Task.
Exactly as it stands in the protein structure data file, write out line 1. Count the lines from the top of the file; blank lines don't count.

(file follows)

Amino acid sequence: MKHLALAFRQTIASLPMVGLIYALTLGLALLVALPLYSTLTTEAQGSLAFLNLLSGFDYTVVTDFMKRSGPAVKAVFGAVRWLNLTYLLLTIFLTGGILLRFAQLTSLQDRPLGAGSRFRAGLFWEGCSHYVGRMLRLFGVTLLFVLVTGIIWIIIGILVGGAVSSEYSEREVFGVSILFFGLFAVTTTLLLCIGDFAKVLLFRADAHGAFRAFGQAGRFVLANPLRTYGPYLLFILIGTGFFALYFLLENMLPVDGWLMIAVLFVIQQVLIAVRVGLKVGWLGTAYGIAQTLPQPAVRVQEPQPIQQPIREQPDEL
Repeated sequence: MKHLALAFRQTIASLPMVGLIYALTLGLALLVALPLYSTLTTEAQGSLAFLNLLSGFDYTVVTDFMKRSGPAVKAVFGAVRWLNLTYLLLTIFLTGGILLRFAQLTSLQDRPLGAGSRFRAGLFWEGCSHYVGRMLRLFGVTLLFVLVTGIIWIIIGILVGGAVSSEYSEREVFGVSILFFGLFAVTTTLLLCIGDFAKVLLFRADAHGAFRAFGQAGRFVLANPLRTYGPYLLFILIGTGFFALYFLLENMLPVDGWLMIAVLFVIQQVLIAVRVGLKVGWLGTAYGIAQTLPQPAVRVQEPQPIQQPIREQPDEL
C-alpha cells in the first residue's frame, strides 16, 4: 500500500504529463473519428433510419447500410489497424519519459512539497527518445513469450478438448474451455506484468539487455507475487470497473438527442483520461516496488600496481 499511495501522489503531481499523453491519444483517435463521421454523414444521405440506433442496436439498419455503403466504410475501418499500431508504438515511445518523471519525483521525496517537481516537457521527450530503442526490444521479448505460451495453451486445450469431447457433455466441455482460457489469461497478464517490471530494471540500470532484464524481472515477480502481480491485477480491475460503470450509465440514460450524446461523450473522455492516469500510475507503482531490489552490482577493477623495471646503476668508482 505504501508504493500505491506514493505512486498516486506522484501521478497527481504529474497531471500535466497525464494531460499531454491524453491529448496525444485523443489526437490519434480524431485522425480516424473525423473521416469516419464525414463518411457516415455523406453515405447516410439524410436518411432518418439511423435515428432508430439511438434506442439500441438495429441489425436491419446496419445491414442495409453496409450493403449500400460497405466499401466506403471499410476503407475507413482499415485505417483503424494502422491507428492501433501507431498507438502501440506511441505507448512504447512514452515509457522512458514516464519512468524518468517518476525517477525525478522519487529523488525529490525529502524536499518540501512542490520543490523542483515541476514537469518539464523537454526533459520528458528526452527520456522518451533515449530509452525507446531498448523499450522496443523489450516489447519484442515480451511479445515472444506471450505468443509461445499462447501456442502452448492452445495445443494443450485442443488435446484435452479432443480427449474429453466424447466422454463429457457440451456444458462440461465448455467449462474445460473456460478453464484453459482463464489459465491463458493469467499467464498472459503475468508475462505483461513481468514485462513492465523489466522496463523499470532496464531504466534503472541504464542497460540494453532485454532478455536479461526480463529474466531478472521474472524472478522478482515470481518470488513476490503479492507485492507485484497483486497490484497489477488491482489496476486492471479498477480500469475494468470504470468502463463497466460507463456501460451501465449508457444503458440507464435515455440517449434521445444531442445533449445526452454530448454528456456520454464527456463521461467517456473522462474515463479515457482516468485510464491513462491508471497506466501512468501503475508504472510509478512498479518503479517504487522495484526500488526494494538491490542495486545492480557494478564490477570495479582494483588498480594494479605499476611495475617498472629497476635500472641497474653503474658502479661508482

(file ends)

Amino acid sequence: MKHLALAFRQTIASLPMVGLIYALTLGLALLVALPLYSTLTTEAQGSLAFLNLLSGFDYTVVTDFMKRSGPAVKAVFGAVRWLNLTYLLLTIFLTGGILLRFAQLTSLQDRPLGAGSRFRAGLFWEGCSHYVGRMLRLFGVTLLFVLVTGIIWIIIGILVGGAVSSEYSEREVFGVSILFFGLFAVTTTLLLCIGDFAKVLLFRADAHGAFRAFGQAGRFVLANPLRTYGPYLLFILIGTGFFALYFLLENMLPVDGWLMIAVLFVIQQVLIAVRVGLKVGWLGTAYGIAQTLPQPAVRVQEPQPIQQPIREQPDEL